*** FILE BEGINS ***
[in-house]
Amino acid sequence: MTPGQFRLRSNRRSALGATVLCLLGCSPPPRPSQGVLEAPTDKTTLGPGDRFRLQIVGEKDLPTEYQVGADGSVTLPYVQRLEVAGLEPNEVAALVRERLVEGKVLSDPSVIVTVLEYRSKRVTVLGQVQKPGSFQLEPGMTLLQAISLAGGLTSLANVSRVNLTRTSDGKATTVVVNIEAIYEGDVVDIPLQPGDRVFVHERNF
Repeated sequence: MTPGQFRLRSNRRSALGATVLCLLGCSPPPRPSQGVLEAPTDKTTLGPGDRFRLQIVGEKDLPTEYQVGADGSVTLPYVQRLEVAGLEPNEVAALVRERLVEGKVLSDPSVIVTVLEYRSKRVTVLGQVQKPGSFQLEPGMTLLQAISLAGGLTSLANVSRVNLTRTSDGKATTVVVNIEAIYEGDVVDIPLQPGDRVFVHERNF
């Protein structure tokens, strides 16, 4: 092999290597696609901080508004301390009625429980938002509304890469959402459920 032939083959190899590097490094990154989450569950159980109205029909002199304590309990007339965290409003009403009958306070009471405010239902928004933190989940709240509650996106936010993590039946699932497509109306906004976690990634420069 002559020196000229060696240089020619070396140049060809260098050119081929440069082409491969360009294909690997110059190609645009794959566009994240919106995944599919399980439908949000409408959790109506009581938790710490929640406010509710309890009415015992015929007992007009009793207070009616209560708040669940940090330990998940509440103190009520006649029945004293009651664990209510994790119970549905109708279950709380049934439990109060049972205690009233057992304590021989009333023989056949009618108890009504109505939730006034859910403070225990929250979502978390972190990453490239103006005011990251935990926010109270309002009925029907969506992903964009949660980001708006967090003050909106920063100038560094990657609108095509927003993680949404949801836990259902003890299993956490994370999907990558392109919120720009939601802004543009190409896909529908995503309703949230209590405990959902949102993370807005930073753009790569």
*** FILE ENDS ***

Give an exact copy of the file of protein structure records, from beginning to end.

[in-house]
Amino acid sequence: MTPGQFRLRSNRRSALGATVLCLLGCSPPPRPSQGVLEAPTDKTTLGPGDRFRLQIVGEKDLPTEYQVGADGSVTLPYVQRLEVAGLEPNEVAALVRERLVEGKVLSDPSVIVTVLEYRSKRVTVLGQVQKPGSFQLEPGMTLLQAISLAGGLTSLANVSRVNLTRTSDGKATTVVVNIEAIYEGDVVDIPLQPGDRVFVHERNF
Repeated sequence: MTPGQFRLRSNRRSALGATVLCLLGCSPPPRPSQGVLEAPTDKTTLGPGDRFRLQIVGEKDLPTEYQVGADGSVTLPYVQRLEVAGLEPNEVAALVRERLVEGKVLSDPSVIVTVLEYRSKRVTVLGQVQKPGSFQLEPGMTLLQAISLAGGLTSLANVSRVNLTRTSDGKATTVVVNIEAIYEGDVVDIPLQPGDRVFVHERNF
């Protein structure tokens, strides 16, 4: 092999290597696609901080508004301390009625429980938002509304890469959402459920 032939083959190899590097490094990154989450569950159980109205029909002199304590309990007339965290409003009403009958306070009471405010239902928004933190989940709240509650996106936010993590039946699932497509109306906004976690990634420069 002559020196000229060696240089020619070396140049060809260098050119081929440069082409491969360009294909690997110059190609645009794959566009994240919106995944599919399980439908949000409408959790109506009581938790710490929640406010509710309890009415015992015929007992007009009793207070009616209560708040669940940090330990998940509440103190009520006649029945004293009651664990209510994790119970549905109708279950709380049934439990109060049972205690009233057992304590021989009333023989056949009618108890009504109505939730006034859910403070225990929250979502978390972190990453490239103006005011990251935990926010109270309002009925029907969506992903964009949660980001708006967090003050909106920063100038560094990657609108095509927003993680949404949801836990259902003890299993956490994370999907990558392109919120720009939601802004543009190409896909529908995503309703949230209590405990959902949102993370807005930073753009790569």